Marathon, Valero, Tesoro and ConocoPhillips opposed our resolution. After seven workers were killed, Tesoro said it was committed to safety so a report on their performance wasn’t necessary. Valero said it was already disclosing numbers on its total reportable incident rate (TRIR) so information on process safety, staffing, and inspection and maintenance was unnecessary. Valero also said that publishing a report would be too expensive.

Refining companies usually don’t mind providing the public with data on reportable injuries. The problem is that information provides a deceptive picture of refinery safety. BP’s Texas City Refinery posted an incredibly low reportable injury rate just before the 2005 explosion that killed 17 people and led to the biggest fines in OSHA history. Simply put, reporting slips, trips and falls doesn’t tell us anything about whether or not an explosion is likely to happen.

It’s exactly this type of failed logic that led Transocean to give its executives ”safety bonuses” for turning in the company’s ”best year” in safety in 2010. In a filing with the Securities and Exchange Commission management actually said “…we achieved an exemplary statistical safety record as measured by our total recordable incident rate and total potential severity rate. As measured by these standards, we recorded the best year in safety performance in our company’s history.”

John Stewart from The Daily Show did a great job capturing the absurdity. He said:

“Okay that’s just crazy. You gave yourselves a safety bonus because statistically the Deepwater Horizon explosion, killing 11 people and pumping 200 million gallons of oil into the Gulf Coast counts the same as Bob cut his hand on a bolt—it’s just one incident.”

It’s worth pointing out that, out of embarrassment, the executives donated their safety bonuses to charities working to clean up the Gulf Coast.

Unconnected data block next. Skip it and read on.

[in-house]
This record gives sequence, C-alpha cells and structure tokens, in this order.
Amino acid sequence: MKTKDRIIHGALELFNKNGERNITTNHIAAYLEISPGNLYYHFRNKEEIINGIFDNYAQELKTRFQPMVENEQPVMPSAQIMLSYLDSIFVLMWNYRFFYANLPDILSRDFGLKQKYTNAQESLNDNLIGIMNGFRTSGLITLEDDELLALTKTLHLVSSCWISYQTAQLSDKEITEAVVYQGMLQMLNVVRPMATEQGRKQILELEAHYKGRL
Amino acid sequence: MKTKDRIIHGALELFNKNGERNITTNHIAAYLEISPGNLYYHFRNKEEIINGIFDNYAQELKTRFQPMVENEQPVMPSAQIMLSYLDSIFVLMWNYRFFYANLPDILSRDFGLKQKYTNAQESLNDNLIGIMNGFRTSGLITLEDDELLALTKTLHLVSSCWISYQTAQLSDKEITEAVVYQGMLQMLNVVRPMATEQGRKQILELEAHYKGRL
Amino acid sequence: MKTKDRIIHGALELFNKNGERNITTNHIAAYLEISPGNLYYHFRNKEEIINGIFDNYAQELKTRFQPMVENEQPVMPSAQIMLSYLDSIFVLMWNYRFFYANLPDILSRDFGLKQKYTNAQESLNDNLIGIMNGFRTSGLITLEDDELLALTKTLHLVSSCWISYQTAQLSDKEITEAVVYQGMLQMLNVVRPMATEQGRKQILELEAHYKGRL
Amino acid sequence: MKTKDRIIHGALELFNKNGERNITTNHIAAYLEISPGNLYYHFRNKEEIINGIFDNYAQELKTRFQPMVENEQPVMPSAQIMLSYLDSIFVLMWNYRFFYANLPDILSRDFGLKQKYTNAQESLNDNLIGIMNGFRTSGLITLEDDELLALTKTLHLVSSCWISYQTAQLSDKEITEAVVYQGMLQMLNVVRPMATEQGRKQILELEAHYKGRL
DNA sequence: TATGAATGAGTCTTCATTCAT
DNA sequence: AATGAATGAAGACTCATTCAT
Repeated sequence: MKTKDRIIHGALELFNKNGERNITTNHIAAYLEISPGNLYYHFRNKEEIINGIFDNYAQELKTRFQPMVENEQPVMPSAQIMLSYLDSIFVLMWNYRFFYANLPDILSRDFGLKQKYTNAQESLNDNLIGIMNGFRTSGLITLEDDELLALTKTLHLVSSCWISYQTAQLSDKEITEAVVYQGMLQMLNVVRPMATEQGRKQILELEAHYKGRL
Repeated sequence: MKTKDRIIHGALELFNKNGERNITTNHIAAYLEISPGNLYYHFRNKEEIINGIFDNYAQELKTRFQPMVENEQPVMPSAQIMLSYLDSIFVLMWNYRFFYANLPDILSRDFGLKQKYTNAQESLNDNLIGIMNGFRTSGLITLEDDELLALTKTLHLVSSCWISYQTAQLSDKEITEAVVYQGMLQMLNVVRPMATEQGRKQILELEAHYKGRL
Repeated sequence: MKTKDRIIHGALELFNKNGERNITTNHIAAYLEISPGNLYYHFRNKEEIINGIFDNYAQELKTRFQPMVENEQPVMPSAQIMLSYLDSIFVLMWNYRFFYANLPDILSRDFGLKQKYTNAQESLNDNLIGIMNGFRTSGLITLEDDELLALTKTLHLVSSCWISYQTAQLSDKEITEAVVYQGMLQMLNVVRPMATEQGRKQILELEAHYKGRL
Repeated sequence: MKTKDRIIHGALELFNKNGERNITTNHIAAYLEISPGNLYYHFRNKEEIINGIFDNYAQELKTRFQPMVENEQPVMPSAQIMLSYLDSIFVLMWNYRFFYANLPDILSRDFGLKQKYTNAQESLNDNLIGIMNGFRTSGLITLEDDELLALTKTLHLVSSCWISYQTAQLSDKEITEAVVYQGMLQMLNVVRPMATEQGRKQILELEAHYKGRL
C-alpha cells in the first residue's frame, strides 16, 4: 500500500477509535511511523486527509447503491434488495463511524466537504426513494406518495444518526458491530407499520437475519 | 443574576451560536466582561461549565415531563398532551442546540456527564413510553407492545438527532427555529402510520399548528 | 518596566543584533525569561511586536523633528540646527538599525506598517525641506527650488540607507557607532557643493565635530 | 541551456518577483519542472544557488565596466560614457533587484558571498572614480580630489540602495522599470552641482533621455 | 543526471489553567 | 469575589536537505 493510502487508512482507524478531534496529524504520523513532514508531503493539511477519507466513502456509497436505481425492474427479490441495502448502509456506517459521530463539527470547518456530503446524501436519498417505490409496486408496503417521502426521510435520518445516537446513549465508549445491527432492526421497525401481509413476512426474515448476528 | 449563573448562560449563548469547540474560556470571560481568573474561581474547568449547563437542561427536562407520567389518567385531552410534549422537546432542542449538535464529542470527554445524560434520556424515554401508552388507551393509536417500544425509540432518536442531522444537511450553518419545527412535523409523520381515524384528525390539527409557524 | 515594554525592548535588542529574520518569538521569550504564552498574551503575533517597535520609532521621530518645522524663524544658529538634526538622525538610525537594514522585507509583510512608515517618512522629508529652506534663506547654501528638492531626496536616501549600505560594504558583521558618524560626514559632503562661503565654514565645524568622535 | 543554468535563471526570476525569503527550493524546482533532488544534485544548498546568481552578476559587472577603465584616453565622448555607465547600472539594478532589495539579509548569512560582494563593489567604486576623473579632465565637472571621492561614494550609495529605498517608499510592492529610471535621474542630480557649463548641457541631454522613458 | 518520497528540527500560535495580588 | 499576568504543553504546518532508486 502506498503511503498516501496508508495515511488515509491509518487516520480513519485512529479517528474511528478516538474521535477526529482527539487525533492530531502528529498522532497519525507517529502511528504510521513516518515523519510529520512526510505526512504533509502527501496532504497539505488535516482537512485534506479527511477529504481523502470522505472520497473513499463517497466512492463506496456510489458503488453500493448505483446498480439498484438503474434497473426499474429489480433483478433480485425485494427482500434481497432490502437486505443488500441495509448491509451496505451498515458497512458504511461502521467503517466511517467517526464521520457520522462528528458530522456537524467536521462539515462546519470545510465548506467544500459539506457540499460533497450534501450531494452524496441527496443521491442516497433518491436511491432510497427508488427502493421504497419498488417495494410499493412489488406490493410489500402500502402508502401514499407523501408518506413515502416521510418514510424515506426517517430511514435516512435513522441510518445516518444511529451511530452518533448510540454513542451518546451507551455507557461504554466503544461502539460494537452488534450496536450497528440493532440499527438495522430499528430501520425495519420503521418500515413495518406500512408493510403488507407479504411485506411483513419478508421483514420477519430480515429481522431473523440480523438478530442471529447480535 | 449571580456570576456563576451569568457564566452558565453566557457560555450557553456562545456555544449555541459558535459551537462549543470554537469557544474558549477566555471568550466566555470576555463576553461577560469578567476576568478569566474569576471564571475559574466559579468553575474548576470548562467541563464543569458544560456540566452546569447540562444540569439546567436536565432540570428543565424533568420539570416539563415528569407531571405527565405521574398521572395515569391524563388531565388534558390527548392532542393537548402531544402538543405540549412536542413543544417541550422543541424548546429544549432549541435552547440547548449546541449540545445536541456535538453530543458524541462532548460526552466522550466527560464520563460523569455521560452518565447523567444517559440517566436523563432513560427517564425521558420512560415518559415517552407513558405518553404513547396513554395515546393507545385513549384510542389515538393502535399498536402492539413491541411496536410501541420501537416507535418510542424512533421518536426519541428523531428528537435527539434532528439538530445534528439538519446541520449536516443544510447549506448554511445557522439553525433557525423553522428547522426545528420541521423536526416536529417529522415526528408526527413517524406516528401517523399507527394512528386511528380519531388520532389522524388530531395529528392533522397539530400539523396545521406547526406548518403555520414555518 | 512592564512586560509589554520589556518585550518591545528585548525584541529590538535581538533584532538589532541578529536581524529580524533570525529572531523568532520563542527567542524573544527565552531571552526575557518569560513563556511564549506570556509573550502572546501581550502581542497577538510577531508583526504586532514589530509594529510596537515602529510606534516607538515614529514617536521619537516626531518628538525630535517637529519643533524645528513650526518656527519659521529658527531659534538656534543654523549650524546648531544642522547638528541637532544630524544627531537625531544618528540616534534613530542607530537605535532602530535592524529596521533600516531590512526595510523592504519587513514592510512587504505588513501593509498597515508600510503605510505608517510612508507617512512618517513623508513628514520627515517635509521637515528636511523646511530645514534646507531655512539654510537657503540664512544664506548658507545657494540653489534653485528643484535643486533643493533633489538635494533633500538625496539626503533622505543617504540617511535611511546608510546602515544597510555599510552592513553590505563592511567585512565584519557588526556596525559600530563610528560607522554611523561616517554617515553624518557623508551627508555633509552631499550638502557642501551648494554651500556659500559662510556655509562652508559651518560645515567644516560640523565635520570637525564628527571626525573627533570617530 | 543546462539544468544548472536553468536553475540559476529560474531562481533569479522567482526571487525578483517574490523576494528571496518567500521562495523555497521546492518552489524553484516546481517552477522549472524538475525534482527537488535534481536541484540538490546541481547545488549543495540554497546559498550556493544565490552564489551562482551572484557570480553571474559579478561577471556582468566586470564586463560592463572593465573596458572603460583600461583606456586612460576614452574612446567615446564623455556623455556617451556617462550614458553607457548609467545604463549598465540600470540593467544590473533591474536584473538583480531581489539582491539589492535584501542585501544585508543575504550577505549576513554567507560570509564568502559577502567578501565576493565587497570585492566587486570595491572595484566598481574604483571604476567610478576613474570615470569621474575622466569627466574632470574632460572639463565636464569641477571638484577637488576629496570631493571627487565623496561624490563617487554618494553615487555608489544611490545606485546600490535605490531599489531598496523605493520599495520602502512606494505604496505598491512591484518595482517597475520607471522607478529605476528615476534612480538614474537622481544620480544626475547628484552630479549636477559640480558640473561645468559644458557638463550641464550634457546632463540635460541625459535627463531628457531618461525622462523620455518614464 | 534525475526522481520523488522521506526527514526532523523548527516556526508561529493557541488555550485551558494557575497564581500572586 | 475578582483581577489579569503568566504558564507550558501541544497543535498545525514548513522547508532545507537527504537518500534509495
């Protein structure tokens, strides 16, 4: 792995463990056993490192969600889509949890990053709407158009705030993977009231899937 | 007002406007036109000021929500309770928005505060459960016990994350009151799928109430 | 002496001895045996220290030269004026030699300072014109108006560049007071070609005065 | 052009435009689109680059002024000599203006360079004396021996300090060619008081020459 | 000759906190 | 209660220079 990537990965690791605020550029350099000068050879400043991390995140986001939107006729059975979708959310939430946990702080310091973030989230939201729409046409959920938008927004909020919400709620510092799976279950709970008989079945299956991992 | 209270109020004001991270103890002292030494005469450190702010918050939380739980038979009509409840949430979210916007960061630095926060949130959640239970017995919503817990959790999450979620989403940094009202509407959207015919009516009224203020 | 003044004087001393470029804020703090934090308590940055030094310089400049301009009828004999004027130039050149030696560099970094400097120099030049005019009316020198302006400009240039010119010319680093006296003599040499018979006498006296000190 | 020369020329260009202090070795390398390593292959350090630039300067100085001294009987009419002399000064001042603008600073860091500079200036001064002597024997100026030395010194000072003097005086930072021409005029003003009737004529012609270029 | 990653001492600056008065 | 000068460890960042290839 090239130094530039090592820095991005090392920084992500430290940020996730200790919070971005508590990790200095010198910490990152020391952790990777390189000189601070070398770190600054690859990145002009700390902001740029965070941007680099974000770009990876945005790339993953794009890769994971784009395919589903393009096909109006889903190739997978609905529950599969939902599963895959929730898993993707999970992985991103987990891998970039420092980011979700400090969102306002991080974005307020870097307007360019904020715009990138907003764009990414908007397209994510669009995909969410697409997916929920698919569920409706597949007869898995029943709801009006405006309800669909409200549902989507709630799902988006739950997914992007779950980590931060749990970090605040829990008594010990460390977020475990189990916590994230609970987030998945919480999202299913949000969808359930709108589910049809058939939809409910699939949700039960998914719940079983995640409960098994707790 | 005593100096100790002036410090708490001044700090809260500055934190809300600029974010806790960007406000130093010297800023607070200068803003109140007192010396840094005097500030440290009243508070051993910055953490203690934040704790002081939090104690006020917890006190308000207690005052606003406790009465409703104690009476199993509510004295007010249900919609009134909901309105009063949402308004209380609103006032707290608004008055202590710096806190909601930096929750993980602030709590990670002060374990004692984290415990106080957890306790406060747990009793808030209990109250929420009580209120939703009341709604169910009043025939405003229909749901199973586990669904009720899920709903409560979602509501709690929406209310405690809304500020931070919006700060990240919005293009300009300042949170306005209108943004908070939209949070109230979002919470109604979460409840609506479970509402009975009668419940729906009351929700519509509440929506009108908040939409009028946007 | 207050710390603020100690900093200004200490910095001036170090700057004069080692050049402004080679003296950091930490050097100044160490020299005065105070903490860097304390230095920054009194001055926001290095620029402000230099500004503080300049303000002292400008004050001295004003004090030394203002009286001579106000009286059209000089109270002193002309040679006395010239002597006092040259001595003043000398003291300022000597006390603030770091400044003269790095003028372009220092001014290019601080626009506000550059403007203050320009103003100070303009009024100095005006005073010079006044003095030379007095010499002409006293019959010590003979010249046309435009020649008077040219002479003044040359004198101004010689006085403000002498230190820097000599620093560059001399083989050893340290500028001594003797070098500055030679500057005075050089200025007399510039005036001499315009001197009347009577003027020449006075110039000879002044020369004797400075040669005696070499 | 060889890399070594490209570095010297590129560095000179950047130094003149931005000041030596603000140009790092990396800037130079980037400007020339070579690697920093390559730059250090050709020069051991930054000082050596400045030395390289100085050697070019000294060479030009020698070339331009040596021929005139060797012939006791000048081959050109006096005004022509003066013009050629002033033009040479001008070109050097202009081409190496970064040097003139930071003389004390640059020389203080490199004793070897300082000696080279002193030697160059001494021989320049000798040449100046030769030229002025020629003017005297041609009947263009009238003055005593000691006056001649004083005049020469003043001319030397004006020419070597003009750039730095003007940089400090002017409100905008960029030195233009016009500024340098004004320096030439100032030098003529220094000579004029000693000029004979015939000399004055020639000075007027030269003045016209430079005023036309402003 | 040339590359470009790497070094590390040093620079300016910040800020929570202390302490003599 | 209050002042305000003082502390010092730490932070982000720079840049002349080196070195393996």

The real information that we need to know — whether or not a refinery is running safely — is the information we asked for in our shareholder resolution: the Board’s oversight of process safety management, staffing levels, and inspection and maintenance of refineries and other equipment. To know whether or not there’s a risk of a deadly explosion, we need to know whether or not people at the top level of the company are directly involved in process safety; we need to know how much overtime people are working and what the risk of fatigue is; and we need to know whether or not the company is inspecting and maintaining its refineries.

I honestly don’t know if the bankers and billionaire stockowners care about whether or not oil workers die. But I do know that they care about making money. And blowing up refineries is bad for business. Not only do these accidents lead to months of downtime and cause insurance rates to go through the roof, they’re also bad for the public perception of our industry and drive down investor confidence.

So whether they’re doing it to save lives or just to protect their investments it’s time for investors to weigh in on refinery safety. Their profits, and our lives, depend on it.

Gary Beevers

Gary Beevers